Recapping the 2014 Seattle Mariners season

The Seattle Mariners (87-75) ended its 2014 season with a 4-1 win, and a sweep, over the AL West Champion Los Angeles Angels of Anaheim (98-64). Seattle was unable to force a game 163, despite the win, because the Oakland Athletics (88-74) beat the Texas Rangers (67-95) in Arlington, Tex.

The Mariners ace, and superhuman pitcher, Felix Hernandez started Sunday’s game against the Angels, and he was absolutely dominate. Hernandez had seven strikeouts through the first three innings. Seattle’s King was pulled from the game after facing one batter in the sixth inning, and he left to a standing ovation:

Seattle struck first when first basemen Logan Morrison reached on a single and then scored from first on a double by outfielder Michael Saunders. Saunders would knock in two more runs on another double in the fourth.

Anaheim’s only run came in the ninth, after booth clubs had pulled their biggest names from the game.

2B Robinson Cano played a huge role for the Mariners during the 2014 season (Courtesy of My Northwest)

Seattle had a half game lead in the race for the second wildcard spot before losing 12 of 17, including a five game losing streak. As a result, the Mariners were forced to play from behind during the last three games of the season, while leaving the team’s playoff fate in the hands of the hapless Rangers. Texas managed to keep the M’s alive for two games, but the Rangers couldn’t pick up the sweep; thus leaving Seattle out of the post season for the 13th straight season.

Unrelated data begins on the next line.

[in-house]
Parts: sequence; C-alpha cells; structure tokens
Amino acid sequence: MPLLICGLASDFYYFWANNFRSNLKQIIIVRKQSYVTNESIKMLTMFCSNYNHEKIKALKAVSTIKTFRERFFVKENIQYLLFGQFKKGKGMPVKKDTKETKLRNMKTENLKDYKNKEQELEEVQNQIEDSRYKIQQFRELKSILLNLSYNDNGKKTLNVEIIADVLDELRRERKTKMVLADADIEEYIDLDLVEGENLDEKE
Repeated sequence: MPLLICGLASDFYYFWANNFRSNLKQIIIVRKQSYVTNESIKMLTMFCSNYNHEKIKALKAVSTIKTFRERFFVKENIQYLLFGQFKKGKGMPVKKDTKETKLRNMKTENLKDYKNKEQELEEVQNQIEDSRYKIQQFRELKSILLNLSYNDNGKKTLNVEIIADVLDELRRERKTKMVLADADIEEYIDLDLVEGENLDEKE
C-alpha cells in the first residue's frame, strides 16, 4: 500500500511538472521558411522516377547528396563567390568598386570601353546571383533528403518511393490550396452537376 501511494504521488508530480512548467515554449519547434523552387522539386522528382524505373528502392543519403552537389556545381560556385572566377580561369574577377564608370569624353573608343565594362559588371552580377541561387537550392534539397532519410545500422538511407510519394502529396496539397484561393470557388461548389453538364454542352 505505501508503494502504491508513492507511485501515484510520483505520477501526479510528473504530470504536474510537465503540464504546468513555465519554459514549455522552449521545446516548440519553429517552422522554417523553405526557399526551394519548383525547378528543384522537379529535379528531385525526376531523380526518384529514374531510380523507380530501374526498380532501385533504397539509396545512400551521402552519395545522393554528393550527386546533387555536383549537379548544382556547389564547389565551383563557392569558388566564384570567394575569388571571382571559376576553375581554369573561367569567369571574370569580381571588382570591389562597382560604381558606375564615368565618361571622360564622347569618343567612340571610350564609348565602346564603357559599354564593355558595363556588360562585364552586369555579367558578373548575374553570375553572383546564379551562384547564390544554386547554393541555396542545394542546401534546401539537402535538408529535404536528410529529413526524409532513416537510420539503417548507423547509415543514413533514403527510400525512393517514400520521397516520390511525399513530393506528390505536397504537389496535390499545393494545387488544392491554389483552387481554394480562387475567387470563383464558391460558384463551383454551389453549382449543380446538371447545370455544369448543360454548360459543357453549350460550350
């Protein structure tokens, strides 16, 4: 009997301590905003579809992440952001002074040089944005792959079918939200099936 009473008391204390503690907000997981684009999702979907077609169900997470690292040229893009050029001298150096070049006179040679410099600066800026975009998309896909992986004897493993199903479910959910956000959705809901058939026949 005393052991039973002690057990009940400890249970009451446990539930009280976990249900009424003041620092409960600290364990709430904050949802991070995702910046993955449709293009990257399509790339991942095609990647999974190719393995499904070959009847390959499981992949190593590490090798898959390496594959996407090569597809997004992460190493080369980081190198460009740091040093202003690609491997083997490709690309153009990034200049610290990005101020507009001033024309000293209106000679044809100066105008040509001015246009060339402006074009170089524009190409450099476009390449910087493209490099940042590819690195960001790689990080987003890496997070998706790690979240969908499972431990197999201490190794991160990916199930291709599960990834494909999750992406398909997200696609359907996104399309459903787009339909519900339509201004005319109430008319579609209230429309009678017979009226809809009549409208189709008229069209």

While the team’s late season collapse is incredibly frustrating, it is important to remember that the 2014 Mariners were not expected to contend by anyone…not even by any of the host on our radio show. The most wins our host expected Seattle to have at the end of the season was 85, and be five (or more) games back of the second wildcard spot. Instead, Seattle ended up winning 87 games and one game out of that playoff spot.

Early on in the season, Seattle’s playoff hopes seemed to be in trouble as the team fell into an eight game losing streak that started with a sweep by the Miami Marlins. Houston appeared poised to extend that losing streak to nine games, and then Kyle Seager happened.

Seager had been really struggling at that point, and those two home runs helped turn his — and the Mariners — season around; he would end up being one of the Mariners’ four representatives at the All Star game in Minneapolis.

The Mariners would end up posting the best record in baseball from Seager’s walk off jack against the Astros until July. Seattle struggled across the board in July as starting pitchers Chris Young, Hisashi Iwakuma, and Hernandez all struggled throughout the month. It was the clubs worst month, as they posted an 11-14 record.

CF Austin Jackson was one of the big deadline acquisitions that struggled down the stretch (Courtesy of LookoutLanding)

General manager Jack Zduriencik then went and attempted to bolster the team’s offense at the trade deadline by acquiring 1B/DH Kendrys Morales, CF Austin Jackson, and RF/LF Chris Denorfia for a bunch of little used prospects, and one broken relief pitcher. It was an incredibly smart trade deadline that added better talent to the roster, without mortgaging the future.

Unfortunately, all of the deadline acquisitions played like crap after coming to Seattle.

Despite the poor performance of the the acquisitions, the Mariners bounced back from their poor August by winning 17 games and making as serious push for the first wildcard spot; and then the collapse happened.

While the Mariners not making the playoffs does suck, the team’s 2014 season can be considered a rousing success. Seattle was incredibly streaky throughout the season, but was able to bounce back after every losing streak and win a bunch of ball games. Manager Lloyd McClendon has a lot to do with that, and he should honestly be a Manager of the Year finalist (despite some boneheaded hit and runs).

It was one hell of a season, and one that should be fondly remembered by Mariners fans.

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